Siddharth asked:

I was brought up on the stories of Buddha and his quest for truth. In fact, I got my name from him. His life has always been an inspiration and like him I feel a growing sense of disillusionment with the world as I engage more and more with it. Like him, I am intrigued about the meaning and purpose of life in the face of death, disease and suffering. I also feel a need to denounce the world not because I hate it but because I believe you need to shed off the monotony of daily chores and responsibilities, at least temporarily, to focus your mind’s eye on your quest for the truth.

My question to you is about the modern equivalent of this temporary denouncing of the world? Obviously, there are no forests left to go to in peace. I don’t know of too many sects/ cults who would let you stay with them and bear your expenses without endorsing their agenda. The university system seems to be the best bet since they will fund your PhD and hopefully not impose an agenda on you. But even they would look at filling 90 of their Philosophy PhD positions with young philosophy grads with straight A’s who can finish their PhDs by 2730 and then devote a good number of their years to churn out research papers like an automaton.

In today’s world, what is the place to go for someone who genuinely wants to know the truth?

Answer by Shaun Williamson

How do you know that you genuinely want to know the truth and why should that matter to anyone else except you? What have you done so far to find out the truth and what sort of truth are you interested in? How do you know that you are not just a lazy person who wants to waste his time by pretending to contemplate the universe? How do you know that you are not just suffering from depression? How many books have you read in the last year? What truths have you discovered in the last year?

You are certainly filled with many illusions. For example you seem to imagine that it is easy to go to university and to get funding for a PhD. Try it, its not as easy as you think. It takes lots of hard work.

By the way when you talk about ‘denouncing’ the world, what you really mean is ‘renouncing’ the world. There is no reason why anyone should want to pay for you to renounce the world, you may have to pay for that yourself.

In the past people who went to the forest had to be able to survive in the forest and that is not easy. However now that I have poured all this negativity down on your head here are three practical suggestions for you.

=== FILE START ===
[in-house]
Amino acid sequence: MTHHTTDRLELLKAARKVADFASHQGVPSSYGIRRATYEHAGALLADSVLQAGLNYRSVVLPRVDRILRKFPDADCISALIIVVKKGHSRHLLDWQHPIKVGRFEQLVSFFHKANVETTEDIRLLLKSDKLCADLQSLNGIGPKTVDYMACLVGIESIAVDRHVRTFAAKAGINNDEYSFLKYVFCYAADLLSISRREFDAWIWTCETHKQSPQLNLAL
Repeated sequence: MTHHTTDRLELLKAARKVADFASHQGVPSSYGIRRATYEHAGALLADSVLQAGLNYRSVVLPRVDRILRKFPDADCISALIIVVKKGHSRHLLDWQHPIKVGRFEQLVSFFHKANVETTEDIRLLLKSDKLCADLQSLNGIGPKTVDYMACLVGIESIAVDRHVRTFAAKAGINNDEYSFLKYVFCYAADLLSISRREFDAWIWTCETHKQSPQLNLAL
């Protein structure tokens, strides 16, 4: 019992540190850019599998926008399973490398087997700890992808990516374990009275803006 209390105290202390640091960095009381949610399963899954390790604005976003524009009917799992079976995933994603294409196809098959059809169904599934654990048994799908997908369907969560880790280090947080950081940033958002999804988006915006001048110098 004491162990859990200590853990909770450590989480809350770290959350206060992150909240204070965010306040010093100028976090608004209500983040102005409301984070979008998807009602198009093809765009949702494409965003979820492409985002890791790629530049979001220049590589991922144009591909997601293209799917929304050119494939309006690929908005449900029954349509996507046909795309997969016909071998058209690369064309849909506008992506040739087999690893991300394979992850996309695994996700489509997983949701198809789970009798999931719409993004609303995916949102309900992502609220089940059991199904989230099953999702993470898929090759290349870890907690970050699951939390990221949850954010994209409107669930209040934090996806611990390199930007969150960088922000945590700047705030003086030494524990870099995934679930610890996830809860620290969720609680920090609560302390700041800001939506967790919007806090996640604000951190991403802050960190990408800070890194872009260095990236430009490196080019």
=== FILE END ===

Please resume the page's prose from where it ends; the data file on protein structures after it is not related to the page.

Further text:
1. Join a Buddhist monastery and become a monk. However this isn’t easy and will involve getting up very early every morning.

2. Undertake some further education. Find a course in something that really interests you.

3. learn to play a musical instrument. I don’t mean try to learn to play a musical instrument. I mean learn to play to a very high level. This will take extreme dedication and concentration for at least two years.

Answer by Helier Robinson

You need a ‘lonely job.’ A good example, which unfortunately does not exist anymore, is that of being a light-house keeper at some lonely outpost; you had to keep the light burning all night, but that was all. A lonely job in Canada is that of fire-watcher; you live at the top of a wooden tower, deep in the forest, miles away from anywhere, and you have to be on the lookout, all day and all summer, for smoke from a forest fire, so that you can radio in an early warning. Another kind of lonely job is working in the high Arctic, as a radio operator or a meteorologist. Lonely jobs usually give you lots of spare time to meditate on the truth, and as well pay well (because recruitment for them is difficult). So after a while you will be ready to return to civilisation, with enough money saved to go to university.

Answer by David Robjant

A prize question, though your remarks on forests and the funding of PhDs seem both wide of the mark. In fact doing philosophy need not require a private workshop, not even a roofless one. But doing philosophy does need moments of silence and access to the fruits of human intelligence, such as it is. If you are sufficiently well resourced to be able to live in a major city, membership of something like the British Library would be option A, meeting both requirements. Otherwise the internet is plan B, meeting about 20% of one requirement thus far, and I hope you look forward to open access as much as I do: